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Feb 11, 2021

There’s a certain nobility in making do with less, carving away the wasted watts permeating modern business while keeping the lights on and the doors open. For some, this means LEDs and heat pumps. For others, it means hiring a professional.

Errol Pereira of Efficiency Nova Scotia has overseen the Onsite Energy Manager service since 2016, an initiative which embeds one of his efficiency colleagues into a partnering business full time, and puts them to work identifying opportunities to save electricity and money.

“The service has taken on a life of its own,” said Pereira.

From humble beginnings in 2012 with only two energy managers in the field, the service now has 12, most contracted to a single client. Their salaries are covered jointly by Efficiency Nova Scotia and the partnering business in question, with the understanding that each energy manager will save more money than they themselves cost.

Pereira said that, when one of his energy managers arrives at a partnering business, there tends to be some “low hanging fruit,” like the aforementioned LED lights and heat pumps. They might also start with general air sealing and improved insulation, in the walls, along air vents and around water lines. The bulk of energy savings, however, come from building optimization – the more intelligent and targeted use of pre-existing heating, cooling, ventilating and lighting systems.

Dalhousie University, for example, is one of the service’s oldest partnering businesses, keeping an energy manager on staff since 2013. The first of these managers realized that throughout much of the university, heating, cooling and ventilation systems were running around the clock, maintaining comfortable temperatures in spacious classrooms even when no one was there. By scaling back these systems on evenings, weekends and holidays, when much of campus is vacant, he saved the university approximately $250,000 a year.

Another long standing client of the Onsite Energy Manager service is the Halifax Regional Municipality, who, in 2019, had embedded energy manager David Brushett evaluate the electrical use of their Gordon R. Snow Community Centre in Fall River, Nova Scotia. It was a new building designed with efficiency in mind, but was performing poorly. Brushett discovered that much of the centre’s heating, cooling and ventilating infrastructure, which was supposed to be automated for maximum efficiency, had in fact been set to manual, waiting for instructions which never came. Some units, for example, had been switching on at 1am for no reason at all. Correcting this and other inefficiencies saved the centre over $13,000 a year.

The Onsite Energy Manager service has targeted businesses which spend at least $1 million a year on electricity, said Pereira, the sorts of institutions which can benefit most, and which represent much of the electricity consumed in Nova Scotia. Building optimizations like those described above can be as complicated as hands-on mechanical engineering, or as simple as cleaning out air filters.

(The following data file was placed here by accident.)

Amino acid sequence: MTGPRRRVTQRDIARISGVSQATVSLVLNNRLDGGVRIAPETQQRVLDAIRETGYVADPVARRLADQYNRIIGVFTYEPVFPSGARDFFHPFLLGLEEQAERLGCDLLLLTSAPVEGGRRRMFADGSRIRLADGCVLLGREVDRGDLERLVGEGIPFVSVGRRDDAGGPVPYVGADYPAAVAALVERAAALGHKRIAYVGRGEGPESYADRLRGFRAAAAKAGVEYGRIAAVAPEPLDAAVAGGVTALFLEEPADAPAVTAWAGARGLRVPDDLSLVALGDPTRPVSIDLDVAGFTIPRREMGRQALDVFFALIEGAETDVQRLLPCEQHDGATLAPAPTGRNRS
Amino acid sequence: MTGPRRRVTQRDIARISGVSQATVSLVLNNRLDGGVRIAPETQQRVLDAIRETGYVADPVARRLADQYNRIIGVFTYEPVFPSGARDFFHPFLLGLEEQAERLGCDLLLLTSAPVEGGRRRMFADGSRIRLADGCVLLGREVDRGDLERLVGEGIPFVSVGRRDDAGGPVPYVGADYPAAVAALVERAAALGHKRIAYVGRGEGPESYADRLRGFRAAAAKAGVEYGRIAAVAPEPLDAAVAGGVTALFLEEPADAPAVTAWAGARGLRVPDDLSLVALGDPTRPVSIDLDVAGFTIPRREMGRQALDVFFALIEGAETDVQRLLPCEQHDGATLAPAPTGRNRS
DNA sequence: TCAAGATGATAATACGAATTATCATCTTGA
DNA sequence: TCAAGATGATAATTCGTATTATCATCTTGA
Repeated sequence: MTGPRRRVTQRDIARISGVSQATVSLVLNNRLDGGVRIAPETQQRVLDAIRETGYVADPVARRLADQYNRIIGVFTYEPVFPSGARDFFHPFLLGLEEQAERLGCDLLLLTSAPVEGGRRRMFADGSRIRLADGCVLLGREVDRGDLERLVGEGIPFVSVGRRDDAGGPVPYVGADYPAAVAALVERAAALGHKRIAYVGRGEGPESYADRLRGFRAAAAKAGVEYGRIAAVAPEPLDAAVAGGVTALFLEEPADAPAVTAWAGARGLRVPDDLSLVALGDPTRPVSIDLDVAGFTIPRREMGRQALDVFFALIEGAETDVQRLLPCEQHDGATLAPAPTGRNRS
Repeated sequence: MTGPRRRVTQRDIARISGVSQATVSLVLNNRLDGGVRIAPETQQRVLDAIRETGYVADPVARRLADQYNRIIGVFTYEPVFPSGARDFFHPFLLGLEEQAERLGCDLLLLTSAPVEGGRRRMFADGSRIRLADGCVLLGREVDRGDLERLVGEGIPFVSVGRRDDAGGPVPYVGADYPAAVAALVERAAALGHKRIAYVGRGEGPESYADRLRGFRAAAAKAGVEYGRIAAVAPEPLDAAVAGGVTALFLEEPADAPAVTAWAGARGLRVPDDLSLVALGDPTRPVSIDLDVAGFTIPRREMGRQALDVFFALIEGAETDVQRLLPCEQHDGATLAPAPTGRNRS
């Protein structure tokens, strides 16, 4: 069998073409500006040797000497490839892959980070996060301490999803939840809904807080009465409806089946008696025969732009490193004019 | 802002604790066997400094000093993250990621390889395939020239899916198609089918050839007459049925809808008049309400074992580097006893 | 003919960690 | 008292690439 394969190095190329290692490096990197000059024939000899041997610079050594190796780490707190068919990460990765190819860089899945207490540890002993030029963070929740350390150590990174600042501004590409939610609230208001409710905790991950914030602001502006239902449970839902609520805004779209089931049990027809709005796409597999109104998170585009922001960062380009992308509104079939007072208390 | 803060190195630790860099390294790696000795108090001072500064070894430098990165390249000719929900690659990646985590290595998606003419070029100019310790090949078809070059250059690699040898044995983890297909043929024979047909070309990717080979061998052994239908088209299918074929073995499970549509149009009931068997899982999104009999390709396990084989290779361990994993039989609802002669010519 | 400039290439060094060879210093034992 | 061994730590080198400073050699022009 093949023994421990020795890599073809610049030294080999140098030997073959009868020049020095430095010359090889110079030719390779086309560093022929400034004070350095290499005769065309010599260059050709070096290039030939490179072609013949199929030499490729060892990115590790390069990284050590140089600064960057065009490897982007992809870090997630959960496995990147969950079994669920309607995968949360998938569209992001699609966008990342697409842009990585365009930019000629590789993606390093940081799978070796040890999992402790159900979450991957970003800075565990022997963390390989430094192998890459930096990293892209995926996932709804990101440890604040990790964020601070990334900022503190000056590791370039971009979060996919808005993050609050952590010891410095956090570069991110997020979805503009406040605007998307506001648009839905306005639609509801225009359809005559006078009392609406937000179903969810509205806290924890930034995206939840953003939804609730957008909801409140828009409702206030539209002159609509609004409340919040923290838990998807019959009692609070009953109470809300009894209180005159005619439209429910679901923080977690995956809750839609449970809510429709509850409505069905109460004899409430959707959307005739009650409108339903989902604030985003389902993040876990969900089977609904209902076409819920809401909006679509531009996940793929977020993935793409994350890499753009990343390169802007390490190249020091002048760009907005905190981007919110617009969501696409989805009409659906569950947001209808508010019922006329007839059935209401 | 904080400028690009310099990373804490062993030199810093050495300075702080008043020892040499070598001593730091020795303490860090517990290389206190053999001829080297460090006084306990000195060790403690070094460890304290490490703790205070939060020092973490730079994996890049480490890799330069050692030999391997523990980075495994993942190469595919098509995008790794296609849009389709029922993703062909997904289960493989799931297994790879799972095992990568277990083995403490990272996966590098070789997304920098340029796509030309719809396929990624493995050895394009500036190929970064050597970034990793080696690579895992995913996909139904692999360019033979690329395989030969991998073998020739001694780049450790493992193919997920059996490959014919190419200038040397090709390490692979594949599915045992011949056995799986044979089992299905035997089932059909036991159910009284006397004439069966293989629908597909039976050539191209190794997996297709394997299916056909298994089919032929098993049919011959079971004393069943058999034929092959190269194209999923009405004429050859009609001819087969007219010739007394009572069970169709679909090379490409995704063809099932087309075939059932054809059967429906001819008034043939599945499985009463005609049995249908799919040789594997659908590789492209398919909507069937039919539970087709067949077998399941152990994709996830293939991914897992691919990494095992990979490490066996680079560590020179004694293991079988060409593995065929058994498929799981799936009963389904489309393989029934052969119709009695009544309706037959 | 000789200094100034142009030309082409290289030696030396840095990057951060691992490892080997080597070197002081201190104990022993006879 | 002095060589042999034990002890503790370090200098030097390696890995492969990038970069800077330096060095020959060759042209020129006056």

“There are some accounts with us today that have been in place since the beginning,” said Pereira. “We have a good track record of holding onto and producing value for those organizations once we get an [energy manager] on site.”

Aside from consistently auditing energy use and proposing efficiency upgrades, onsite energy managers also work to identify various incentive and funding programs for energy efficiency work available to the business in question. Many of these incentives are offered by Efficiency Nova Scotia, but energy managers also leverage provincial and federal dollars. This, said Pereira, is part of how they pay for themselves, and typically do better still.

“It would be fantastic if everyone understood the value of an onsite energy manager,” said Pereira. In his mind, the surest sign of the service’s success would be for Nova Scotian businesses to hire their own energy managers, independent of Efficiency Nova Scotia but inspired by their work. 

By the end of 2019, the service’s work was saving a cumulative 155 gigawatt hours of electricity per year, which represents about 1.5 per cent of the electricity sold by Nova Scotia Power annually. Conservatively, their projects have prevented the release of 98,000 metric tonnes of carbon dioxide (equivalent to taking 21,000 cars off the road), and over the lifespan of existing upgrades, will prevent the release of over 350,000 metric tonnes.

If the program had one shortcoming, said Pereira, it would be its inaccessibility to smaller businesses and municipalities who have a harder time justifying the cost of an embedded energy manager. It’s Pereira’s ambition to overcome this obstacle by having a single energy manager shared by several small businesses or municipalities, improving the access of these entities to provincial and federal dollars, as well as the efficiency and optimization work enjoyed by larger clients. Just such an arrangement is being piloted with their most recently hired energy manager, who will be working with six smaller municipalities in tandem.

“I’m excited about expanding this service to smaller institutions,” said Pereira. “It’s going to help produce more sustainable outcomes in their areas, and across the province. There tends to be both an environmental and economic benefit to our work.”


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Zack Metcalfe

 A freelance journalist, columnist and author based in the Maritimes.

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